The US group, the world's second biggest food maker, also laid off 151 staff in the country in January, when it closed a biscuit plant and moved production to China.
Kraft Australia said it wants to focus resources on its core brands and products such as the Vegemite, Peanut Butter, Philadelphia, salad dressings and processed cheese businesses, and place more emphasis on accelerating new product development.
It will move production of some of its niche products to the Middle East, where cheese is seeing double-digit growth.
"We are making important decisions which, whilst difficult, are crucial to the future growth and viability of the Kraft Australian business," said Chris Bell, director of the group's activities in Australia and New Zealand.
Kraft is carrying out a global restructuring drive in a bid to boost lagging growth. In February it announced a massive extension to its existing three-year restructuring plan, to get rid of 8,000 jobs and 20 production plants.
The manufacturer said the restructuring drive will be led by a "fewer, bigger, better" policy, concentrating on crucial brands that meet key consumer trends like wellness and convenience.
In Australia, where the group will lose a quarter of its workforce under the new plans, Philadelphia cream cheese will no longer be produced at the Strathmerton, Victoria plant but will be moved to the larger Philadelphia production plant in Suttontown, South Australia in early 2007.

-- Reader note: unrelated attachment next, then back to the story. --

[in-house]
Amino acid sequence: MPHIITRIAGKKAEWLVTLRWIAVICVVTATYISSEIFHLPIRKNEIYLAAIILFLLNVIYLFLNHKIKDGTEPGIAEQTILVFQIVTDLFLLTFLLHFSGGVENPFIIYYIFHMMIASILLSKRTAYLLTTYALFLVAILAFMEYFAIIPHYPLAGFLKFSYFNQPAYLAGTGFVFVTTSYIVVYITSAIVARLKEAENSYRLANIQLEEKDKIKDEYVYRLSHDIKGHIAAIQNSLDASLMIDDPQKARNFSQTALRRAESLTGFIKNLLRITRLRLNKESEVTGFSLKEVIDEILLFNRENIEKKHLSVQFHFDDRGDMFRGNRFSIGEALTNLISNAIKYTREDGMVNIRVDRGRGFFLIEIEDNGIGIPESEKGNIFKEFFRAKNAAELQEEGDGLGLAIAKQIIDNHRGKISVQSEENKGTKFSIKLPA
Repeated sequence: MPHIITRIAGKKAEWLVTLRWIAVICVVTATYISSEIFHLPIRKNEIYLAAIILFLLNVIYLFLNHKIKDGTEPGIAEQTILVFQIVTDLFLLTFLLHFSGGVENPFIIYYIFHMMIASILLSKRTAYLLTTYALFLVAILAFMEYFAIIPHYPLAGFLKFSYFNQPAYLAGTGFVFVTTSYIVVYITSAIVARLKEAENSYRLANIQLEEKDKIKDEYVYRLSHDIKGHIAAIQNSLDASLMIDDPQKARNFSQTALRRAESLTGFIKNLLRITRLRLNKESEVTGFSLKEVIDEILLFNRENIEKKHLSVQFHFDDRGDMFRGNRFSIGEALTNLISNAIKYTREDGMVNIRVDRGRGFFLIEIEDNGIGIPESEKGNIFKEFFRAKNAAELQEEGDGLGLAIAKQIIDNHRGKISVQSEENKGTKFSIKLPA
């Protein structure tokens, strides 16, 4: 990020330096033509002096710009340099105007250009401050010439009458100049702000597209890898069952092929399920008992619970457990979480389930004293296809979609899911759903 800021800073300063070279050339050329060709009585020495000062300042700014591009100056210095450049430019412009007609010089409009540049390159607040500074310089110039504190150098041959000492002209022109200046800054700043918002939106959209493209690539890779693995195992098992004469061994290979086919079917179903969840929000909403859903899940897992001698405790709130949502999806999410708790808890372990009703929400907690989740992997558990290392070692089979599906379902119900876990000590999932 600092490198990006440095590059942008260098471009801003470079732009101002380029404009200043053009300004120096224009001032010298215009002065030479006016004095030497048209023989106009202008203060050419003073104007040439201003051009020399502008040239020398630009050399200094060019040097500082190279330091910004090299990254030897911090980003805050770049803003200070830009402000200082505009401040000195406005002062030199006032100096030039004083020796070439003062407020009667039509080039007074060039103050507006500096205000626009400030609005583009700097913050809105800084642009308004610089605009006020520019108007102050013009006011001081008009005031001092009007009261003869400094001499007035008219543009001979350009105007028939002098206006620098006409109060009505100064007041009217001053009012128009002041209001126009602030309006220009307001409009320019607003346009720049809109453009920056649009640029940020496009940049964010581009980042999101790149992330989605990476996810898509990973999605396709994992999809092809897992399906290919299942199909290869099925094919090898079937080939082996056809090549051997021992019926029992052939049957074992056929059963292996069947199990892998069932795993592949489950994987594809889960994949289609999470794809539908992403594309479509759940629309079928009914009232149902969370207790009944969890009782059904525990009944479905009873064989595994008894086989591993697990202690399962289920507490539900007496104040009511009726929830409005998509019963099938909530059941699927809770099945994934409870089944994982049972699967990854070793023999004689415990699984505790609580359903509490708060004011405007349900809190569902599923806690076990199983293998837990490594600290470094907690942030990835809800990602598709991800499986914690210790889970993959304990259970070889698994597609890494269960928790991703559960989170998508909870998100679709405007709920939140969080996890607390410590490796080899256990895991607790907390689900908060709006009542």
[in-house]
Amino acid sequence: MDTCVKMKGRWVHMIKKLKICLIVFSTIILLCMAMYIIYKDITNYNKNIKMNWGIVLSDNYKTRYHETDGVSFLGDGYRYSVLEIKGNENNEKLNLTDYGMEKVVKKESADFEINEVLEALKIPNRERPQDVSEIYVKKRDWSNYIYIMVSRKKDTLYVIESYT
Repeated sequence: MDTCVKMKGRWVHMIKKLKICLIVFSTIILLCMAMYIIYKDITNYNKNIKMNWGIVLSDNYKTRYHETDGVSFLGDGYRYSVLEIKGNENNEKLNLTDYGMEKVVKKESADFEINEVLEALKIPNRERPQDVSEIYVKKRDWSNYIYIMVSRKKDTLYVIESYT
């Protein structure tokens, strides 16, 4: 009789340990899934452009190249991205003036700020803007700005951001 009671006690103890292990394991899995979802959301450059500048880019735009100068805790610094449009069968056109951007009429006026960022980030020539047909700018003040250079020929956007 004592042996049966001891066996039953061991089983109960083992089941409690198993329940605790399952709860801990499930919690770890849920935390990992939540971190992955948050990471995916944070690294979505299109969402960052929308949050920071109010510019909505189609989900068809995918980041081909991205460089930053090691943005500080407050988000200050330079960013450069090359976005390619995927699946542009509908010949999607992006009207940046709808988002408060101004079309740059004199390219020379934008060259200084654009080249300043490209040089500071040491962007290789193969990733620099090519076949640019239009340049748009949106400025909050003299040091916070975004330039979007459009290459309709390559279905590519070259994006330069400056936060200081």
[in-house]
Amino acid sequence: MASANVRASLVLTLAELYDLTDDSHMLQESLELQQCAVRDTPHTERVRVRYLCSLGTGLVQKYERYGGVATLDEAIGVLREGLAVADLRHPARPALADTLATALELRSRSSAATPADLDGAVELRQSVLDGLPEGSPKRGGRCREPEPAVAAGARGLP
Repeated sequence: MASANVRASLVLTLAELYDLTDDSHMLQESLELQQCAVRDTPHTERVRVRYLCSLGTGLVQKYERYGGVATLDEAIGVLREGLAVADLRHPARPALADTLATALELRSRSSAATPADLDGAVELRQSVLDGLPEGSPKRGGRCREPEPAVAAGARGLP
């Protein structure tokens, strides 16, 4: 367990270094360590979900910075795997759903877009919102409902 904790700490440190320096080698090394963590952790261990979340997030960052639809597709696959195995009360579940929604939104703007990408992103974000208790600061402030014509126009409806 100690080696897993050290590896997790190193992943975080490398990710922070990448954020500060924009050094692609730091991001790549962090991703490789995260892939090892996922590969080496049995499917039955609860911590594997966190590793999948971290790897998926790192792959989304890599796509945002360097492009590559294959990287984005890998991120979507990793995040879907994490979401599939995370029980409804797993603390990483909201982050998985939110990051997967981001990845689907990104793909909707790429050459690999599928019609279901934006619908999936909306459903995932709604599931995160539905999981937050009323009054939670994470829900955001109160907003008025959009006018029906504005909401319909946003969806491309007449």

The Strathmerton plant will also lose production of the cheese spread and canned cheese currently made for Middle East consumers when Kraft opens a new manufacturing site in that market.
At the grocery plant at Port Melbourne some smaller scale product lines will be transferred to Australian co-manufacturers or other Kraft plants by mid-2008, said Kraft, although Vegemite production will remain at this site.
Kraft Australia has also announced recently that it will outsource its warehousing activities to a third party logistics provider by the third quarter of 2007.
Unions and opposition party politicians criticized the jobcuts, especially as the company had received government funding in 2001 to set up its Asia-Pacific headquarters in Port Melbourne, and shared a $400,000 grant in 2002 to build a water pipeline in Strathmerton.